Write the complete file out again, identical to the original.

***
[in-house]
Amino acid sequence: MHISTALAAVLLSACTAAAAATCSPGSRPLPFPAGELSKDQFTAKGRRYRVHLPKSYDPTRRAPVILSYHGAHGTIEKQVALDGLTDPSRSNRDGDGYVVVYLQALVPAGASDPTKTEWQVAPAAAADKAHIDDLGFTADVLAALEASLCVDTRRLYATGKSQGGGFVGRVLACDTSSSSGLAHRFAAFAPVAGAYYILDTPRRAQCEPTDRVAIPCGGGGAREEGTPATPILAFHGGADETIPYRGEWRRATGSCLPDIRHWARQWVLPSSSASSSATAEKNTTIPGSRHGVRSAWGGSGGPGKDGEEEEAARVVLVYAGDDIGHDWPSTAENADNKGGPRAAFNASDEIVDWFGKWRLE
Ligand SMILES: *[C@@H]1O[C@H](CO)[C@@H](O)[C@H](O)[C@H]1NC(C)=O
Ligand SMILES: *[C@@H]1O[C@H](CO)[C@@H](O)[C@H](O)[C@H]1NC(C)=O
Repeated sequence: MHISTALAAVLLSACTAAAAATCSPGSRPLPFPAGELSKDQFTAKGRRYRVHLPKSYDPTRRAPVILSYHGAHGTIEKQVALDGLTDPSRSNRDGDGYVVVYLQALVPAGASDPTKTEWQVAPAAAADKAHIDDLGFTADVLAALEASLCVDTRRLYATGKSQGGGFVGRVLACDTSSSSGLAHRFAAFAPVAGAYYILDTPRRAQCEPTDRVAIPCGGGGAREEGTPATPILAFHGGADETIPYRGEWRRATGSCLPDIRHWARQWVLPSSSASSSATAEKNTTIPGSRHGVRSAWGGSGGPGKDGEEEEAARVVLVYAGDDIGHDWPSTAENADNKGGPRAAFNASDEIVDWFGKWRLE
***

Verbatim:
[in-house]
Amino acid sequence: MHISTALAAVLLSACTAAAAATCSPGSRPLPFPAGELSKDQFTAKGRRYRVHLPKSYDPTRRAPVILSYHGAHGTIEKQVALDGLTDPSRSNRDGDGYVVVYLQALVPAGASDPTKTEWQVAPAAAADKAHIDDLGFTADVLAALEASLCVDTRRLYATGKSQGGGFVGRVLACDTSSSSGLAHRFAAFAPVAGAYYILDTPRRAQCEPTDRVAIPCGGGGAREEGTPATPILAFHGGADETIPYRGEWRRATGSCLPDIRHWARQWVLPSSSASSSATAEKNTTIPGSRHGVRSAWGGSGGPGKDGEEEEAARVVLVYAGDDIGHDWPSTAENADNKGGPRAAFNASDEIVDWFGKWRLE
Ligand SMILES: *[C@@H]1O[C@H](CO)[C@@H](O)[C@H](O)[C@H]1NC(C)=O
Ligand SMILES: *[C@@H]1O[C@H](CO)[C@@H](O)[C@H](O)[C@H]1NC(C)=O
Repeated sequence: MHISTALAAVLLSACTAAAAATCSPGSRPLPFPAGELSKDQFTAKGRRYRVHLPKSYDPTRRAPVILSYHGAHGTIEKQVALDGLTDPSRSNRDGDGYVVVYLQALVPAGASDPTKTEWQVAPAAAADKAHIDDLGFTADVLAALEASLCVDTRRLYATGKSQGGGFVGRVLACDTSSSSGLAHRFAAFAPVAGAYYILDTPRRAQCEPTDRVAIPCGGGGAREEGTPATPILAFHGGADETIPYRGEWRRATGSCLPDIRHWARQWVLPSSSASSSATAEKNTTIPGSRHGVRSAWGGSGGPGKDGEEEEAARVVLVYAGDDIGHDWPSTAENADNKGGPRAAFNASDEIVDWFGKWRLE